Saturday, March 13, 2010

Girl on Book Action: Fledgling by Octavia E. Butler

Fledgling by Octavia E. Butler
ISBN: 978-0-446-69616-6


Shori is a mystery. Found alone in the woods, she appears to be a little black girl with traumatic amnesia and near-fatal wounds. But Shori is a fifty-three-year-old vampire with a ravenous hunger for blood, the lost child of an ancient species of near-immortals who live in dark symbiosis with humanity. Genetically modified to be able to walk in daylight, Shori now becomes the target of a vast plot to destroy her and her kind. And in the final apocalyptic battle, her survival will depend on whether all humans are bigots – or all bigots are human…


Introduction: If you don't know yet, vampires are kind of my "thing." I'm currently in the early stages of writing my Masters thesis on vampires, so I have done some research and put some thought into the nature of the vampire myth and its portrayal in different movies and books. Basically, what I'm telling you here is that I'm on the brink of being an expert on the subject. Now, let me actually review this book.

My Thoughts:

Sometimes the back-cover blurbs are really misleading with regard to what a book is actually about. There is no apocalyptic battle in this novel, but there are plenty of other wonderful, terrible events, but I guess an “apocalyptic battle” sounds better.

As most of you know this book was chosen in last month’s reader’s choice poll and thus gets a bit of priority with getting read and posted (believe it or not I have a bit of a back-log built up!). Anyway…

This novel was a pleasant surprise in terms of vampire fiction. These vampires don’t kill people to feed and their reasons for doing so made sense and they had no such cute catch-phrases as “We’re vegetarians.” The history of the vampire-clans made sense and their culture was fascinating. When the book ended I really wanted to learn more about the Ina (which is what the vampires refer to themselves as) and their history and customs. The re-working of the myth made the vampires believable and added a level of realism. Overall, the story left me wanting more of everything – more of what happens to Shori, more of the Ina, more of the relationships between Shori and her symbionts, simply more. I wish more authors who decide to write about vampires would truly add a new element to the myth with their work and I don't mean making the vampires sparkle in the sun. I mean possible new levels of social criticism, which were addressed in parts of this book with regards to racism, genetic engineering and the legal system. But I would also settle for new levels of terror, because I still believe that if vampires are portrayed as evil in a book they should be scary (but that doesn’t apply to this book at all).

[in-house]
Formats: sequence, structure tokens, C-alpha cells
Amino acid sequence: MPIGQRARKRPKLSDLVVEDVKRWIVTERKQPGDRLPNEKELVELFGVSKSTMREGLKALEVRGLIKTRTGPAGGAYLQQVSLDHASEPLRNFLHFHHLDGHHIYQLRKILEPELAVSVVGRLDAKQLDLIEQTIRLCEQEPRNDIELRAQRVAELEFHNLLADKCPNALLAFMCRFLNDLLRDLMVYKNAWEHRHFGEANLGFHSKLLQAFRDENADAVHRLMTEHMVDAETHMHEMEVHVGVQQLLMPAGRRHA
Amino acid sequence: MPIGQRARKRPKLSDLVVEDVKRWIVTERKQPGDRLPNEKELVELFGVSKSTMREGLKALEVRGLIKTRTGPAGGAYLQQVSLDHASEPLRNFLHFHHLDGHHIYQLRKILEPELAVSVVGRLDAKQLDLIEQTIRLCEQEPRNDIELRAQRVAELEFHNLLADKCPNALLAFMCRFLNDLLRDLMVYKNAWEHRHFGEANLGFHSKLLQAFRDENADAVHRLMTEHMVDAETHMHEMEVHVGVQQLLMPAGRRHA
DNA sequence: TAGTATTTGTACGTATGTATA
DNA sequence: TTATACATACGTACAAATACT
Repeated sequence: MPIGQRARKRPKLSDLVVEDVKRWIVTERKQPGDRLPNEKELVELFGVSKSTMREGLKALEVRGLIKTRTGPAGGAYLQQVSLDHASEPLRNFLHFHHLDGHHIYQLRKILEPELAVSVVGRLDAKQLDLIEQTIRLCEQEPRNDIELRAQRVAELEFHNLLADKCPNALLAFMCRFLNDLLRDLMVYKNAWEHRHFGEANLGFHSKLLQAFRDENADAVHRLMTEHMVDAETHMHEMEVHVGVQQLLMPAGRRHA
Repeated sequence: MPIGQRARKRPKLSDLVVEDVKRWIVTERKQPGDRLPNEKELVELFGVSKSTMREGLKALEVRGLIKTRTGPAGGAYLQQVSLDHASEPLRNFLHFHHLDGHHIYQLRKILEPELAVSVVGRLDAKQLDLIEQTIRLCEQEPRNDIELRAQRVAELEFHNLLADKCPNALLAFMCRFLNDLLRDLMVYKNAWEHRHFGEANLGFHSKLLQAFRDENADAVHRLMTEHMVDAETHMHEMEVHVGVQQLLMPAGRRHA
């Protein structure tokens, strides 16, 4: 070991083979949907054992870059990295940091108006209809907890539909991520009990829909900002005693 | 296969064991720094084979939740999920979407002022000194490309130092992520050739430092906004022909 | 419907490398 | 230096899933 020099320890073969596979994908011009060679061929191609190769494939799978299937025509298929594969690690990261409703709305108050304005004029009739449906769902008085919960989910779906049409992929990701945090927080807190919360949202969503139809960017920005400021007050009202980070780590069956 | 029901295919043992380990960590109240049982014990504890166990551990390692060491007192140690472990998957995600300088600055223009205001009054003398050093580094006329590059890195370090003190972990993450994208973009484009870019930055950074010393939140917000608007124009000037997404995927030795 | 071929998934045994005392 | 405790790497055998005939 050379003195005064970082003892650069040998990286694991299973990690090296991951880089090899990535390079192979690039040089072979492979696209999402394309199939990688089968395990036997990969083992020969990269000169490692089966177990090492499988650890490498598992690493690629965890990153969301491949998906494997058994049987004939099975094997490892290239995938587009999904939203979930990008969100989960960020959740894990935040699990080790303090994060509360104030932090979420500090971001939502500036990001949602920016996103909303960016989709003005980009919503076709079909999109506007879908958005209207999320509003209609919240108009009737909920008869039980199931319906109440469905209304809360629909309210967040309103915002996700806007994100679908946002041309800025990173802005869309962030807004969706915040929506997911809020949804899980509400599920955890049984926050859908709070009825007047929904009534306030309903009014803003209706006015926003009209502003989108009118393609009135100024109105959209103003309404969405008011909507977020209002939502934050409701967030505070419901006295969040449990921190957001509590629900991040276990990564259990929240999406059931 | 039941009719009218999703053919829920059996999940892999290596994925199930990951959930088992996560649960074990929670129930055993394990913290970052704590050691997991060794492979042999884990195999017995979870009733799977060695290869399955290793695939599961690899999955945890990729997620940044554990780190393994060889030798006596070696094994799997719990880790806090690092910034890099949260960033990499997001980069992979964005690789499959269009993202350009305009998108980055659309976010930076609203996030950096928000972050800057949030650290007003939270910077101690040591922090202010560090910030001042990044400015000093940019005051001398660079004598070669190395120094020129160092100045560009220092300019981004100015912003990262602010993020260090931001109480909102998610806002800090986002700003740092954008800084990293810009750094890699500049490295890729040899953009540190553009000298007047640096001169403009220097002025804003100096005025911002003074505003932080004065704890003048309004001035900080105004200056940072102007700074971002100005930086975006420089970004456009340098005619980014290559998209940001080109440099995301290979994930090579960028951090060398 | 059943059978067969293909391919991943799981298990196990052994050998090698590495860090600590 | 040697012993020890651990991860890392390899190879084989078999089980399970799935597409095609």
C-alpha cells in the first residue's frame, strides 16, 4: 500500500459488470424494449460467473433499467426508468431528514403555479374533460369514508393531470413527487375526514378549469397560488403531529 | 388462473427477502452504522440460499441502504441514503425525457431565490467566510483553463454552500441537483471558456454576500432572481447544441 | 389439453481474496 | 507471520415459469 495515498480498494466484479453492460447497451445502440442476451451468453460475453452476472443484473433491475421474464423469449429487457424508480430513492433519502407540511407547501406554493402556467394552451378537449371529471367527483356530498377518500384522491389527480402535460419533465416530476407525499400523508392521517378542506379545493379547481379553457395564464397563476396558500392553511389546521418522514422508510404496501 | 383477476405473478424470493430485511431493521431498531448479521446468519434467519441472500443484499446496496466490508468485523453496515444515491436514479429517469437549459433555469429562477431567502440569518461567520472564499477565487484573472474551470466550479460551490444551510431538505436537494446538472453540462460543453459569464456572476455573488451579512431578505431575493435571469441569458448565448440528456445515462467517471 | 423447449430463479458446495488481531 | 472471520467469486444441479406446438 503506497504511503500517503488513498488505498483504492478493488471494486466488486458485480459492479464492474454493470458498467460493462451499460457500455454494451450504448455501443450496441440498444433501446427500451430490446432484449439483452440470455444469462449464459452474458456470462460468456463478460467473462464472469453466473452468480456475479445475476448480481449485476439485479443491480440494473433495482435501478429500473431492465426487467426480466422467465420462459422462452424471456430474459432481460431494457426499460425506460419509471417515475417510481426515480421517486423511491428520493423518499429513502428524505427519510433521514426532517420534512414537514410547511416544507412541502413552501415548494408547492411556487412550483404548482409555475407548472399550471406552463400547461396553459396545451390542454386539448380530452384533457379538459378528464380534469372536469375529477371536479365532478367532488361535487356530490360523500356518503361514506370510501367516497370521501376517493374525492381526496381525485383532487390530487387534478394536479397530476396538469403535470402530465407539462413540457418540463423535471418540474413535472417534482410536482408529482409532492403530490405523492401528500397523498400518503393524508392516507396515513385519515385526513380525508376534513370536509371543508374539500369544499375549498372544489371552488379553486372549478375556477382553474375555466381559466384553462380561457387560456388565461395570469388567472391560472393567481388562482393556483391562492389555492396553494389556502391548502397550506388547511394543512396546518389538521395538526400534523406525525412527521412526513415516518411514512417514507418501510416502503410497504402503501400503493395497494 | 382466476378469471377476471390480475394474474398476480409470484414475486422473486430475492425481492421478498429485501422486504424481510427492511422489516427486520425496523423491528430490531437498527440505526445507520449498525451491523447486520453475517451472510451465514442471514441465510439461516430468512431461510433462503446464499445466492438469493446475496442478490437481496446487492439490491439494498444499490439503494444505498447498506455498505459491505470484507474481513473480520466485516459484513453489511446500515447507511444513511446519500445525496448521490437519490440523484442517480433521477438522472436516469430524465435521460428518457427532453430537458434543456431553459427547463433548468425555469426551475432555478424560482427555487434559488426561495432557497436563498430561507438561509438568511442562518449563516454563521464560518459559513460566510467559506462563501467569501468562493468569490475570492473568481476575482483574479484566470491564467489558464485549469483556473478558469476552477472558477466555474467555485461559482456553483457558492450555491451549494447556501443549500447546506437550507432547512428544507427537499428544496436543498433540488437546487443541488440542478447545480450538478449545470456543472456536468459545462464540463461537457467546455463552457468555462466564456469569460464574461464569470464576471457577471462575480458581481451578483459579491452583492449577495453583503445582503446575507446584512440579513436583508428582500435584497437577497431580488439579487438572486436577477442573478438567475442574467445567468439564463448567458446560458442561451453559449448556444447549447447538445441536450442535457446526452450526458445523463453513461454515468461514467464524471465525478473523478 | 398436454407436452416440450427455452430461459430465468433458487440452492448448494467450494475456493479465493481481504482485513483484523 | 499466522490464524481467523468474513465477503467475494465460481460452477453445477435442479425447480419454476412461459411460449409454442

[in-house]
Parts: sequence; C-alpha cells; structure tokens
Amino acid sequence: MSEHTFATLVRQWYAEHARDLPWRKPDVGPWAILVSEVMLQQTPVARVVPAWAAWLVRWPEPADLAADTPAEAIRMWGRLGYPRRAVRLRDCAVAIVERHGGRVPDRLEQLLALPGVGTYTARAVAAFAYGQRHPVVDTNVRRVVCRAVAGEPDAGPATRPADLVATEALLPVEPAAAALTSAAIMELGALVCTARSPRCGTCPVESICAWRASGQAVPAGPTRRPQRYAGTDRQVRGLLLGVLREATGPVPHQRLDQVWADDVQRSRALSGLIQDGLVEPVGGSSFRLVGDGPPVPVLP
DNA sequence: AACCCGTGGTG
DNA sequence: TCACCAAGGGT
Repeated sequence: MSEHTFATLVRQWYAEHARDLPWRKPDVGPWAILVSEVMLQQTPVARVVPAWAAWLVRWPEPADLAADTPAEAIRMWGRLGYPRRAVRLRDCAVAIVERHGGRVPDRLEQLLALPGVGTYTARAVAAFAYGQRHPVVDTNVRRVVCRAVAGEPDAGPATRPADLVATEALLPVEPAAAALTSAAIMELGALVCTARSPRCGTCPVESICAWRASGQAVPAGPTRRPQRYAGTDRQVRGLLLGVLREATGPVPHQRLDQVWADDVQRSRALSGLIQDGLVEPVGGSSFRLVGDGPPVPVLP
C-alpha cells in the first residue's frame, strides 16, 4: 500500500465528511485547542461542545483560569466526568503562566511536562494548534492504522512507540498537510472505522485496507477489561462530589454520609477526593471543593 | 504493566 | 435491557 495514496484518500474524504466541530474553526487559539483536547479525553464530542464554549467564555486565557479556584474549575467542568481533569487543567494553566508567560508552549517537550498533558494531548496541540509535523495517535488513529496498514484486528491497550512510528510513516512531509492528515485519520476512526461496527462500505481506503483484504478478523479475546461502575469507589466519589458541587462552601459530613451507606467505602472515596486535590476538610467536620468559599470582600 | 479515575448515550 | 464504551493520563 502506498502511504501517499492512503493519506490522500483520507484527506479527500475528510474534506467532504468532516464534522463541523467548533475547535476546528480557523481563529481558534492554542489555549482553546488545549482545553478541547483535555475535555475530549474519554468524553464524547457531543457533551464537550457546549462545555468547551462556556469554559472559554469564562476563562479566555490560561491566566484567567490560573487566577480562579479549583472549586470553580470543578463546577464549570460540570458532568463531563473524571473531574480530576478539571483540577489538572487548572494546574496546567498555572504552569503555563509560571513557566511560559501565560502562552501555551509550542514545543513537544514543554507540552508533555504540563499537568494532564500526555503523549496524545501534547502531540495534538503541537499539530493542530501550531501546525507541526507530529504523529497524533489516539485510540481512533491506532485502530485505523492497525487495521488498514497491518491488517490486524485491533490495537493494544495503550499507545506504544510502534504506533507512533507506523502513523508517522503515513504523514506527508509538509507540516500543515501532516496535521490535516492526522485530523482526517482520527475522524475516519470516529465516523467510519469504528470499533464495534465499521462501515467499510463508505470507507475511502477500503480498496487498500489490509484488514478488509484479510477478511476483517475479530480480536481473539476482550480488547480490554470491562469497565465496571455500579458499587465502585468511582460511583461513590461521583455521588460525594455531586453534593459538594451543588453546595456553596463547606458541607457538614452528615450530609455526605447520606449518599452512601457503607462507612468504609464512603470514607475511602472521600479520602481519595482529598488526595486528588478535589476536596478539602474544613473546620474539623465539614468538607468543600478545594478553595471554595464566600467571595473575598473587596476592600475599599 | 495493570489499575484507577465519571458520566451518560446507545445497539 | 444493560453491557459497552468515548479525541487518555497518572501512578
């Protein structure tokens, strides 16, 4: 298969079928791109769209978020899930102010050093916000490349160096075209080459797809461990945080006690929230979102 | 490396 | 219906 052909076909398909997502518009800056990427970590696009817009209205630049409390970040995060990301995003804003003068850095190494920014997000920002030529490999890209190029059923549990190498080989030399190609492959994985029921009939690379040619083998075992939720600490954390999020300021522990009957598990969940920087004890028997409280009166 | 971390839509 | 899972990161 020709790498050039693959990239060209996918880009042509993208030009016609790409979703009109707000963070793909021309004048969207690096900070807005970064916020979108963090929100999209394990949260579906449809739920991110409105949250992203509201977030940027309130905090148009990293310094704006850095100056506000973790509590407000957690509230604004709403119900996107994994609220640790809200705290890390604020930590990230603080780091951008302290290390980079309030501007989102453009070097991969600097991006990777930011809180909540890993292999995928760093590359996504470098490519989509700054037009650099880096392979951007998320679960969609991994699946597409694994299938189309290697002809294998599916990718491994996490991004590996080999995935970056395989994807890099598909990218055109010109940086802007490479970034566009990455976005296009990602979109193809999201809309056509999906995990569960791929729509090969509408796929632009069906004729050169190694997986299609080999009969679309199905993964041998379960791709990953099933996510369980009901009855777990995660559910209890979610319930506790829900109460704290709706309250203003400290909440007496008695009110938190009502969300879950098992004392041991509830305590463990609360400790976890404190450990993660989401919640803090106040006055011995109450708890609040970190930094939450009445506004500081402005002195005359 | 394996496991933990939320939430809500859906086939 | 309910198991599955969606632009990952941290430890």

I have two complaints about this book – one related to the narrative and one that’s more of an editorial issue. Lets start with the latter: there were a lot of typos and yes, I know, this is a pet-peeve of mine, but when the word “that” is used instead of “than” enough times that I’m itching to get out a pencil to make corrections it’s a real problem.

The narrative problem is more difficult for me to pin down. It just felt like there was something missing and I’m not sure I know what. I enjoyed the characters, the story, the relationships, the mythology, but somehow it didn’t quite feel…complete to me. Maybe it was that mentally Shori is an adult, but physically she is a child and so all the moments that were meant to be sensual felt a little bit uncomfortable and creepy to me. Or maybe the first person narrative left too much out since the narrator, Shori, has amnesia. It might also just be that I didn’t want the book to end when it did and wanted to see what would happen next. All of those seem like valid possibilities, but I don’t know if it’s just one of those, or a combination of all of them that left me feeling like something was absent from the story.

So my overall point is that I enjoyed this novel and I think it does some really interesting things with the vampire myth. In the long run, this will be a novel that I will re-visit due to its originality and its sensitivity. And chances are I’ll be picking up other novels written by Octavia E. Butler in the future.

Postscript: I know some of you are probably expecting a new poll now that I've reviewed the previous poll's winner, but you won't find one this week. I'm going to be really busy in the next little while, so I'm postponing the next poll for a little while. Rest assured that there will be another poll in a few weeks when things have settled down again.

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